Indian blue-corn crepes, on the other hand, can be confidently ordered without calling in a consultant. They're crispy pouches, fragrantly stuffed with smoked chicken, leeks and wild mushrooms. A mild chile-black bean sauce and a teaspoon of dried cherry and pecan relish furnish complementary regional flavors.

And if you're able to ignore the calendar, soup offers a pleasant way to glide into dinner. At first, the salty, intense lamb broth seemed better suited to the Yukon in February than the Valley in July. But the two goat-cheese-stuffed pastry pillows floating on the surface have charms that aren't limited by the seasons.

Breads weren't quite as good as I recall from previous visits. The signature blue corn muffin, with the "8700" logo branded on top, was too dry. The whole-wheat roll looked like it wandered in from a coffee shop. Only the sourdough loaves tempted us.

But if you don't order starters, taking the edge off your appetite with any of the breads may be strategically sound. That's because most of the main dishes here aren't ample enough to cause diners to loosen belts, open buttons or call for a doggie bag.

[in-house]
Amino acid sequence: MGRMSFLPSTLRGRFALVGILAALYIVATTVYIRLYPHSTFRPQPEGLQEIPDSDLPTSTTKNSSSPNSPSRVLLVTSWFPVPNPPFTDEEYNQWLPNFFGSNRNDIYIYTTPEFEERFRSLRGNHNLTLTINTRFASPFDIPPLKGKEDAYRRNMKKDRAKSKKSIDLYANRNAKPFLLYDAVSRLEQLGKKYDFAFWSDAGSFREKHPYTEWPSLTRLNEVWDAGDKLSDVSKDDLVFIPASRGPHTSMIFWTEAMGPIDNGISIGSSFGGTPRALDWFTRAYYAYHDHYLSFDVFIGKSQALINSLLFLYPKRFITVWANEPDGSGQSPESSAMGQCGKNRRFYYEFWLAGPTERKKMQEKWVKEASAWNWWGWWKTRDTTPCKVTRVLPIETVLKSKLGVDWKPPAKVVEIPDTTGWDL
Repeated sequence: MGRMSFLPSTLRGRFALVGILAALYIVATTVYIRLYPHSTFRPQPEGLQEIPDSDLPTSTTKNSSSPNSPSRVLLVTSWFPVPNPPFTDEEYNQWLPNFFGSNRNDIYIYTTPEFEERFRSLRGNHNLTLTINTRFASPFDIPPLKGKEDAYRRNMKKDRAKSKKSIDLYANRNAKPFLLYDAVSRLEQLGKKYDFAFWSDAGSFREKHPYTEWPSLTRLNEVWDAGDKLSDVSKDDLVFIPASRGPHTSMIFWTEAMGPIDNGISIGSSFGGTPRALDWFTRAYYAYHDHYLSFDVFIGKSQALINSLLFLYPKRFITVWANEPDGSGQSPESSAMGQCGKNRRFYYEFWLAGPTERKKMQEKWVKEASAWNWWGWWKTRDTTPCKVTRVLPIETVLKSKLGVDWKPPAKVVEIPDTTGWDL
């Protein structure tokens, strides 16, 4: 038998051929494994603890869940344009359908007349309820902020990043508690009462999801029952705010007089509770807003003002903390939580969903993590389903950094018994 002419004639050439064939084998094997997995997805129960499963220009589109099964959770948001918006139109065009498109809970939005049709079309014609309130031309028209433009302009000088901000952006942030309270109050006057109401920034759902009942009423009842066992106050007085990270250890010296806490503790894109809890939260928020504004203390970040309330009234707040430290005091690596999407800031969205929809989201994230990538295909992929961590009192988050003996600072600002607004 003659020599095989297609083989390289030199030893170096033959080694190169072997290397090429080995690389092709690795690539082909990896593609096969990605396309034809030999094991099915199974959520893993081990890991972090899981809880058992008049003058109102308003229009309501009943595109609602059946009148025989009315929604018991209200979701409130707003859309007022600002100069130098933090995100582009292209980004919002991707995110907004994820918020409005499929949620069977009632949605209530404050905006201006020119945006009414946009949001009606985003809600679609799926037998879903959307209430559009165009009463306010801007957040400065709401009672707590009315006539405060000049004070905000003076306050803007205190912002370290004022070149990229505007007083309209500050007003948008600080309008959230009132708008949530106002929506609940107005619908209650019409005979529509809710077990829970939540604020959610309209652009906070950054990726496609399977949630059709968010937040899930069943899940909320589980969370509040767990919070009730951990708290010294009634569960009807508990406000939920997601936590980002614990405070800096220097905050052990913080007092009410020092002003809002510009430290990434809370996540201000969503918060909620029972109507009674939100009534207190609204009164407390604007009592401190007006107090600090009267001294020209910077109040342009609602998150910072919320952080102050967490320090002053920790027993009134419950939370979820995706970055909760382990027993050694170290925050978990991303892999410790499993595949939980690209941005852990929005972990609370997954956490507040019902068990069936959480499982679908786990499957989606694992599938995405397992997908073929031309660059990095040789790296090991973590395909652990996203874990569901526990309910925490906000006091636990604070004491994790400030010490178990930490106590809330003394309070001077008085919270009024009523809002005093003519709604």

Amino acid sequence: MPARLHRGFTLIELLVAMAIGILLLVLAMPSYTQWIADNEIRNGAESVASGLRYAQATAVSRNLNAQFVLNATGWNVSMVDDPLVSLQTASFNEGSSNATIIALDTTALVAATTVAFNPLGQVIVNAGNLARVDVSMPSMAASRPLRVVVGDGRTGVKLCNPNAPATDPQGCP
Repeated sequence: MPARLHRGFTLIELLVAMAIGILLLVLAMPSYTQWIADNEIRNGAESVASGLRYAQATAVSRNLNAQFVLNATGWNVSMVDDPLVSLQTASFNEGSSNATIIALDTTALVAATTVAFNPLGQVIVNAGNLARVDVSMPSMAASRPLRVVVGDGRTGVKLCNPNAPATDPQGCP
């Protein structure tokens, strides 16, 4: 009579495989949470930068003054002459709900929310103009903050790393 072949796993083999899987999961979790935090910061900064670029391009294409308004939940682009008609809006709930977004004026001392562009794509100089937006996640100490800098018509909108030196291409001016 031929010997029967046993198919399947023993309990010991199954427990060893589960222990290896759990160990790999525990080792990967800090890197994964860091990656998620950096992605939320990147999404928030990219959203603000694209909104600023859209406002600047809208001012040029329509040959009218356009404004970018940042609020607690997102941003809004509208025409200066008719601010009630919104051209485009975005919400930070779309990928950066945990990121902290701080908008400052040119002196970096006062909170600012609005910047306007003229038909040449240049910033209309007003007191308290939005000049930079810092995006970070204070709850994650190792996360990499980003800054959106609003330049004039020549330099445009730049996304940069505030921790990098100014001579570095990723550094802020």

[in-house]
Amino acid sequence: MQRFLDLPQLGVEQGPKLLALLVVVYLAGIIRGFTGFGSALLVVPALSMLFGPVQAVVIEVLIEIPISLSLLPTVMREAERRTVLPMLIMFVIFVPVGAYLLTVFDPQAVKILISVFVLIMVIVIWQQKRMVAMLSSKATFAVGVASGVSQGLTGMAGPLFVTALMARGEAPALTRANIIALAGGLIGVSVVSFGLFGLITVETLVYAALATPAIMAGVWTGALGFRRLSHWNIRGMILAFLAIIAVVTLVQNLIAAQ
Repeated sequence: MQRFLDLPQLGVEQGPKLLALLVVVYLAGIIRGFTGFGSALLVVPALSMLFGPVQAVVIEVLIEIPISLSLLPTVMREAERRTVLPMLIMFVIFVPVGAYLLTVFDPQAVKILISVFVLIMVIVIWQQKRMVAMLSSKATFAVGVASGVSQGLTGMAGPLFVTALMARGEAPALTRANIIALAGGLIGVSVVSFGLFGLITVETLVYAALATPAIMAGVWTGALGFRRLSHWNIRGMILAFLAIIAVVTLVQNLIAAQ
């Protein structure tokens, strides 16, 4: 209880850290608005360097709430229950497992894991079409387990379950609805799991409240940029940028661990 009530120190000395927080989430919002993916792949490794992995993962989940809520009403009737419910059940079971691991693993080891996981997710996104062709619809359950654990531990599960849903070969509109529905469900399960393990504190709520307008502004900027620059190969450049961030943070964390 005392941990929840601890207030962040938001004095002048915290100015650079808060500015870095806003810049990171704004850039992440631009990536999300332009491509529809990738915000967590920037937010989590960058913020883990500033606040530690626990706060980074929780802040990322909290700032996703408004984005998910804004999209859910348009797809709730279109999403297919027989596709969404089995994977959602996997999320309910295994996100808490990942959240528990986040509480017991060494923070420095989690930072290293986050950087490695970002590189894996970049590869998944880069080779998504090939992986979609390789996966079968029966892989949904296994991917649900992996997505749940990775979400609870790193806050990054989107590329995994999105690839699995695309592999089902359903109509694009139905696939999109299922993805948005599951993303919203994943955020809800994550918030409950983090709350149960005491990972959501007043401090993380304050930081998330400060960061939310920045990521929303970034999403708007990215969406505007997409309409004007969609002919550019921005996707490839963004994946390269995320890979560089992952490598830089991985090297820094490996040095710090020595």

While heft may be problematic, taste is not. That's especially true with 8700's best entree, the roast tenderloin of veal. It's a magnificent hunk of butter-soft meat, vibrantly moistened in its tarragon-spiked juices. The veal is aided by a well-thought-out quesadilla accompaniment, which is layered with roasted peppers, black beans, boursin cheese and vegetables. This dish is a knockout.

Southwestern cioppino also sports some flair. Mussels, shrimp, scallops and sea bass swim in a pungent, chile-spiked, tomato-and-red-wine broth. Strips of nopal cactus, chayote squash and black beans provide crunch and local color.

Pan-seared loin of lamb, the most expensive entree at $31.50, offers meltingly soft meat in a peppercorn crust. But there's not very much of it. And even the muscular lamb is almost overwhelmed by the side of thick-scented braised red cabbage that shares the plate. Instead of cabbage, this dish would benefit from some kind of starch.

8700 also offers a vegetarian option, which showcases the same Indian blue-corn pouches we encountered in the appetizer. Here they're filled with a "Southwestern ratatouille." They're good, but the pouches cry out for sauce--they're very dry. Baby organic veggies and a nifty black bean and potato cake round off a platter basically designed for the one veggie-minded member of your party.